 14 x  20 y  38    5 x  20 y  65  9 x  27 x  3

 7 x  10 y  19    7 x  28 y  91  18 y  72 y4

Substitute x = 3 and y = 4 into the second original equation and solve for z. 2(3) + 3(4) – z = 4 z=2 Therefore, the solution to the consistent, independent system is (3, 4, 2). Note: You can verify this solution by plugging it into the first and third original equations.

Example 2 – No Solution
 x  2y  z  4  Solve the system  x  y  z  2 . 3x  3 y  3z  14 

Select the first and second equations to eliminate the z variable (multiply the second equation by 1 and add). x  2y  z  4     x  y  z  2  3 y  2

y  2 / 3
Notice in this case, the result was an equation in terms of just one variable (instead of two). Although this solves for y, you still need to repeat the process to find x. Select the first and third equations to eliminate the same z variable (multiply the first equation by 3 and add).

 3x  6 y  3z  12    3x  3 y  3z  14  9y  2 y  2/9
Again, you are left with an equation in terms of just y. However, this time y = 2/9 instead of 2/3. This means there cannot be one solution, but it is not obvious if there are no solutions or an infinite number of solutions. When this occurs, it is usually easiest to start over using different equations and/or variables. Let’s try multiplying the second original equation by 3 and adding to the third equation.
 3 x  3 y  3 z   6    3x  3 y  3z  14  08

Since this is clearly a false statement, we now know that this inconsistent system of equations has no solution. Note: Instead of starting over after the contradictory y values, you could have substituted one of them into two equations and tried to solve for x and z. You would have eventually ended up with a false statement as well. Doing so in this problem, however, would have caused several fractions. Starting over was easier in terms of computation.

Example 3 – Infinitely Many Solutions
 x yz2  Solve the system  x  y  z  2 . 2 x  2 y  z  4 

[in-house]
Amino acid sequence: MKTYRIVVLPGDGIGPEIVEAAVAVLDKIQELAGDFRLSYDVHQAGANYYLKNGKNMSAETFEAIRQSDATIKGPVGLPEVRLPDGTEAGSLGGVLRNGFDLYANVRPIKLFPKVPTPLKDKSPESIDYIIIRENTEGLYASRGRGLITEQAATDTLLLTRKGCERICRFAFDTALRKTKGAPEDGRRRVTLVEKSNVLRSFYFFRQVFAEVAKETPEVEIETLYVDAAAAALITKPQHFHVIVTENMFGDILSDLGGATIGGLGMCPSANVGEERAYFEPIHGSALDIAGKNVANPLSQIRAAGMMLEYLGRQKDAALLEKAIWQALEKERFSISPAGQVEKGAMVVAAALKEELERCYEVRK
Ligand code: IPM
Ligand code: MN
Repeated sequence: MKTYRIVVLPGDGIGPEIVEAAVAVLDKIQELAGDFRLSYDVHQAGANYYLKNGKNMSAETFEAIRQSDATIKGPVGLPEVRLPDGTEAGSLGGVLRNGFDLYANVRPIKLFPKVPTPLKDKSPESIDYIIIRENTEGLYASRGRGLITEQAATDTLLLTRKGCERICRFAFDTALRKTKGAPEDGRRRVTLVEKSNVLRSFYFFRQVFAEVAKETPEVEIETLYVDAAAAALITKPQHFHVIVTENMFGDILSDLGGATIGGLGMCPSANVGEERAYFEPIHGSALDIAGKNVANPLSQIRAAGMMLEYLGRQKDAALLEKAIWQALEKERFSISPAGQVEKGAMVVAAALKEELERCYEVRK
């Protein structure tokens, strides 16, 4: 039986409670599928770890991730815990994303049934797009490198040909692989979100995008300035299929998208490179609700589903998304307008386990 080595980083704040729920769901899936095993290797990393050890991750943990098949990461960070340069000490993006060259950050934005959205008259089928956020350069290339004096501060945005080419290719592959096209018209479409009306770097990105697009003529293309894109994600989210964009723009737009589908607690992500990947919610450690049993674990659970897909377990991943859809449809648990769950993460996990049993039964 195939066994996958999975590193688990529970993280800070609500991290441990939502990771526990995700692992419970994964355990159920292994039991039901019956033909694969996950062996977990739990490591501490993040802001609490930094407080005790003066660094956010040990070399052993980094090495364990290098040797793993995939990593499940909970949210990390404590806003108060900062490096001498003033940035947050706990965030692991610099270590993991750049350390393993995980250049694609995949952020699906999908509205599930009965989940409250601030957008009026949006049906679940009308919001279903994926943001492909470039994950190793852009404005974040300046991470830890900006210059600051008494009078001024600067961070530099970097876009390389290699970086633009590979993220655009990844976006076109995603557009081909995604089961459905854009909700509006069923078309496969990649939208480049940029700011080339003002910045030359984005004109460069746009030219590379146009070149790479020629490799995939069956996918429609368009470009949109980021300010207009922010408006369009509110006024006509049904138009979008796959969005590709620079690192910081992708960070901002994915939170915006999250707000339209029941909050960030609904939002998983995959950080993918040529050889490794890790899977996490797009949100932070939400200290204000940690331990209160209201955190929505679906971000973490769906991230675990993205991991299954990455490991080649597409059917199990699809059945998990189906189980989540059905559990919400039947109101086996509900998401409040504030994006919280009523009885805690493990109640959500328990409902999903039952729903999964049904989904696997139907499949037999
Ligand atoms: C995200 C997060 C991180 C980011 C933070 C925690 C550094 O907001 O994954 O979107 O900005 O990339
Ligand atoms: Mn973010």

Select the first and second equations to eliminate the z variable (just add).
x  y  z  2   x  y  z  2  2x  2 y  4

Select the second and third equations to eliminate the same z variable (again, just add).
 x yz2   2 x  2 y  z  4  3x  3 y  6

You now have two equations in terms of x and y.

2 x  2 y  4   3x  3 y  6
Use elimination with this smaller system (multiply the top equation by 3 and the bottom equation by 2).
 6 x  6 y  12    6 x  2 y  12  00

The result is an identity, so there must be an infinite number of solutions to the smaller system. As a result, there are an infinite number of solutions to the original consistent, dependent system.

Dependent Solutions When a system of equations has an infinite number of solutions, it is described as dependent. This is because one or two of the unknown quantities can be found only if the other value(s) are known. In other words, x and y might be dependent on the value of z. It is often helpful to describe the dependent relationship among the variables. When possible, it is common to describe x and y in terms of z. To describe the relationship, do the following:  Choose two equations and eliminate y. Solve for x in terms of z.  Choose two equations and eliminate x. Solve for y in terms of z.  State the solution as (x(z), y(z), and z). Example 4 – Describing Solutions in a Dependent System
 x yz2  Describe the solutions of the dependent the system  x  y  z  2 . 2 x  2 y  z  4 

If you multiply the second equation by 1 and add it to the first equation, you get

 x yz2     x  y  z  2  2z  0 z0
Since z = 0, z cannot be written in terms of x or y in this example. Therefore, choose another variable to be the one the other two are dependent upon. Let’s choose x. Add the first and second equations down. x  y  z  2   x  y  z  2 
2x  2 y  4

Now solve this equation for y in terms of x. y=2–x This shows that y is dependent on x. Since z = 0 and y = 2 – x, we can write the dependent relationship as (x, 2 – x, 0).

MAGNET ALGEBRA 2 Chapter 3 Systems in Three Variables Worksheet

Name _______________________ Date _______________________ Period _______________________

Solve the following systems of equations. If the system is dependent, describe the relationship among the variables.
4 x  2 y  z  8  y  z  4   2z  4  2 x  4 y  z  1   x  2 y  3z  2  x  y  z  1 

1.

2.

3.

 2x  y  z  7   x  2 y  2 z  9  3x  y  z  5 

4.

 x yz6  2 x  y  z  3  3x  z  0 

5.

 3x  3 y  6 z  6  5 x  8 y  13z  7  x  2y  z  5 